Mesdames et messieurs, entrée is served...


Truffled mac & cheese with light parmesan sauce. The sauce was indeed very light, nigh unnoticeable. If I was at home, you'd be able to see that parmesan all gooey and sticking between tendrils of pasta, dammit

Shrimp & Grits: hot shrimp, chilli, garlic, spring onion. Excuse my ignorance but I was a bit perplexed here...what are grits?! Ground corn according to wiki - a feature of Southern American cooking. Well, there you go. I found the 'grits' to be quite gluggy, perhaps that was the desired effect but who knows...

And then for main:


Market fish: grilled swordfish with green beans, tomatoes and new potatoes. A very homestyle kind of dish but boy was the swordfish tasty. Gorgeously cooked and super succulent, delicious!

All up in my grill...200g of grass fed beef fillet. Yes, it looks rather sad and unloved on the plate but it also came with a house sauce of your choosing, fries and smoked garlic butter (that's better). By all accounts the steak was cooked well. The asterisk grill marks look great by the way (kidding)

DOLCE (= party time)
Why not do the obvious and order one of each? Duh?!


Baked cheesecake (left) and frozen white chocolate, raspberry soufflé (right). The general consensus was that the cheesecake was the best dessert (we have a winner!). The cheesecake itself was light and fluffy and when combined with the berry compôte = dynamite. The soufflé was a NOT a soufflé, don't make the rookie error of not reading the fine print. It is essentially a semifreddo moulded into a ramekin. I was wishing for Messina at that point...

In complete contradiction to my mostly kind words, Marina O'Loughlin from The Guardian gave J + R a proper ribbing describing the food as "bland and forgettable". Scathing. Our experience at the restaurant was a rather pleasant one, it looks as though a lot of the initial speed bumps have been ironed out now. The service that we received could not be faulted actually and the food was fairly decent. One day, I'll come back and order the grilled lobster (bring out the big guns). Yeeeaah :)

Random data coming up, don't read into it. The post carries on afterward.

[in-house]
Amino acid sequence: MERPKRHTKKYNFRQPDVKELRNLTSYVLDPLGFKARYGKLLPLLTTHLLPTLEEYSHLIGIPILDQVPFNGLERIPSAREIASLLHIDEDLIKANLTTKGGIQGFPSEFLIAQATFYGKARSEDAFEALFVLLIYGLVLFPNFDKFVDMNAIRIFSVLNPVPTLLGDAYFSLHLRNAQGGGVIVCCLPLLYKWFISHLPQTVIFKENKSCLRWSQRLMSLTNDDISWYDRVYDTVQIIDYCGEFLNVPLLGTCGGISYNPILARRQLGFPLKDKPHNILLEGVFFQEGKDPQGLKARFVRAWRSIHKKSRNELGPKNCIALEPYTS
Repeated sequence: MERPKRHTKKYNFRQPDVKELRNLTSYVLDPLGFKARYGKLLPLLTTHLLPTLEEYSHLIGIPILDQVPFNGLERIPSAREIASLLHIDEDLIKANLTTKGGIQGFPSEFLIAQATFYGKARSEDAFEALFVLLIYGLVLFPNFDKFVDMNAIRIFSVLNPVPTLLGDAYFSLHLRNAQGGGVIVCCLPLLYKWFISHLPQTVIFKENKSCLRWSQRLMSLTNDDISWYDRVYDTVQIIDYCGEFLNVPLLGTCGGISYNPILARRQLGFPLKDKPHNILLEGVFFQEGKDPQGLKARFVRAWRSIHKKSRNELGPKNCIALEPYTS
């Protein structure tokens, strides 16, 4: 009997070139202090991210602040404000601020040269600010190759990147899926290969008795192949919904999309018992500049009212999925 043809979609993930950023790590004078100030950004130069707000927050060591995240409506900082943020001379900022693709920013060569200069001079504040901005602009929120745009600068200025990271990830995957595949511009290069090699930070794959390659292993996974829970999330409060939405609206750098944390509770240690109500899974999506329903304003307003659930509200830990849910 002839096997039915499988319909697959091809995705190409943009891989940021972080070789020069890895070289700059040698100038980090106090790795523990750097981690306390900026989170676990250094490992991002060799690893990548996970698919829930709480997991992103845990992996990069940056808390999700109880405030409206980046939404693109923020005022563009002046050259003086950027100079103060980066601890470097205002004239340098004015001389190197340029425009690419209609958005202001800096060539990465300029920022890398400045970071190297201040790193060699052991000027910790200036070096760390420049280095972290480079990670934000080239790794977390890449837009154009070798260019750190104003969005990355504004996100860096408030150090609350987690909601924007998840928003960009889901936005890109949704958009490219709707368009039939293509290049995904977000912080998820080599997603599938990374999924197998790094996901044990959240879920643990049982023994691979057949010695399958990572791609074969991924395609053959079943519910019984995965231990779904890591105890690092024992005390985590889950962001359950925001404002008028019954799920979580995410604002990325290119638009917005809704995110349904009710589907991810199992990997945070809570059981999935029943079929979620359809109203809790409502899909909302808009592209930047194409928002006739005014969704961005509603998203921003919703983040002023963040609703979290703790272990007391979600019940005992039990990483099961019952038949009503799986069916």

I think now is the time for some sage words from Apu, "Thank you come again!" Credit: Jackson + Rye

Thanks for reading!
xGourmand
Jackson & Rye on Urbanspoon

Monmouth Coffee Company

Tuesday, 13 May 2014



If there's one thing Monmouth's got going for it, it would have to be heritage. Established in 1978 when they started roasting their own beans the company has gone from strength to strength. Hoards of Londoners with coffee know-how flock to Monmouth's various locations in the city. The original in Covent Garden sits pretty on Monmouth Street (but of course). On a drizzly London afternoon (but isn't that the usual) I came to visit Borough Market (more on that in a later instalment) and came for a caffeine pit stop.